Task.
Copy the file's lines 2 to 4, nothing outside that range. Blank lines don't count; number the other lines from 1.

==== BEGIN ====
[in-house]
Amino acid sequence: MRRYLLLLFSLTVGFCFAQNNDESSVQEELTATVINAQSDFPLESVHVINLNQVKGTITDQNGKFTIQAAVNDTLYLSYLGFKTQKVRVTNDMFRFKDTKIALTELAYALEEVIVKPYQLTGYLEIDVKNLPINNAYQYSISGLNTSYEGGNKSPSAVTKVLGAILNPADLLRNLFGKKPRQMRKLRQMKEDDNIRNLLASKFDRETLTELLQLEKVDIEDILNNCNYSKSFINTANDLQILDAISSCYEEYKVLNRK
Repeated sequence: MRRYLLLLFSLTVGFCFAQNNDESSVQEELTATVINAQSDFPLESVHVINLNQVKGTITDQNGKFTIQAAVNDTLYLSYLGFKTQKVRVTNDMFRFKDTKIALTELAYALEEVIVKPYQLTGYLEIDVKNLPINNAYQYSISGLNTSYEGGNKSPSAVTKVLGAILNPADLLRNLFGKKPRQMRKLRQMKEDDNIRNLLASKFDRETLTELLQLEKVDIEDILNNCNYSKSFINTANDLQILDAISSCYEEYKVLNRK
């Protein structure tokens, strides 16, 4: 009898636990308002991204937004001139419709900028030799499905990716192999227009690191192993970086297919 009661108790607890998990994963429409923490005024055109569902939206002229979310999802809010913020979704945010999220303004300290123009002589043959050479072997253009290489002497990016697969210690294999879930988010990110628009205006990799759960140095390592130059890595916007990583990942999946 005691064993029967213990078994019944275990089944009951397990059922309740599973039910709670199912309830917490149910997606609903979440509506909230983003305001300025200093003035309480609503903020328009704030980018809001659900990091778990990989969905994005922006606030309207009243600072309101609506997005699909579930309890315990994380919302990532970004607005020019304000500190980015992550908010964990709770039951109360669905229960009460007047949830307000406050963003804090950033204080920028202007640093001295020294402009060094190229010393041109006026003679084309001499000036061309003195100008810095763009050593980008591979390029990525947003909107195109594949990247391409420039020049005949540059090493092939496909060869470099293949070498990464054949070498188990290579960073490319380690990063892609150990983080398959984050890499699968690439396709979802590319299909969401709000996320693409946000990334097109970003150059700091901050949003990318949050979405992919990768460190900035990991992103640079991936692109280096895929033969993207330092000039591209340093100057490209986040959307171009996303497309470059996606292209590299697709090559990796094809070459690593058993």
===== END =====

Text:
Amino acid sequence: MRRYLLLLFSLTVGFCFAQNNDESSVQEELTATVINAQSDFPLESVHVINLNQVKGTITDQNGKFTIQAAVNDTLYLSYLGFKTQKVRVTNDMFRFKDTKIALTELAYALEEVIVKPYQLTGYLEIDVKNLPINNAYQYSISGLNTSYEGGNKSPSAVTKVLGAILNPADLLRNLFGKKPRQMRKLRQMKEDDNIRNLLASKFDRETLTELLQLEKVDIEDILNNCNYSKSFINTANDLQILDAISSCYEEYKVLNRK
Repeated sequence: MRRYLLLLFSLTVGFCFAQNNDESSVQEELTATVINAQSDFPLESVHVINLNQVKGTITDQNGKFTIQAAVNDTLYLSYLGFKTQKVRVTNDMFRFKDTKIALTELAYALEEVIVKPYQLTGYLEIDVKNLPINNAYQYSISGLNTSYEGGNKSPSAVTKVLGAILNPADLLRNLFGKKPRQMRKLRQMKEDDNIRNLLASKFDRETLTELLQLEKVDIEDILNNCNYSKSFINTANDLQILDAISSCYEEYKVLNRK
């Protein structure tokens, strides 16, 4: 009898636990308002991204937004001139419709900028030799499905990716192999227009690191192993970086297919 009661108790607890998990994963429409923490005024055109569902939206002229979310999802809010913020979704945010999220303004300290123009002589043959050479072997253009290489002497990016697969210690294999879930988010990110628009205006990799759960140095390592130059890595916007990583990942999946 005691064993029967213990078994019944275990089944009951397990059922309740599973039910709670199912309830917490149910997606609903979440509506909230983003305001300025200093003035309480609503903020328009704030980018809001659900990091778990990989969905994005922006606030309207009243600072309101609506997005699909579930309890315990994380919302990532970004607005020019304000500190980015992550908010964990709770039951109360669905229960009460007047949830307000406050963003804090950033204080920028202007640093001295020294402009060094190229010393041109006026003679084309001499000036061309003195100008810095763009050593980008591979390029990525947003909107195109594949990247391409420039020049005949540059090493092939496909060869470099293949070498990464054949070498188990290579960073490319380690990063892609150990983080398959984050890499699968690439396709979802590319299909969401709000996320693409946000990334097109970003150059700091901050949003990318949050979405992919990768460190900035990991992103640079991936692109280096895929033969993207330092000039591209340093100057490209986040959307171009996303497309470059996606292209590299697709090559990796094809070459690593058993």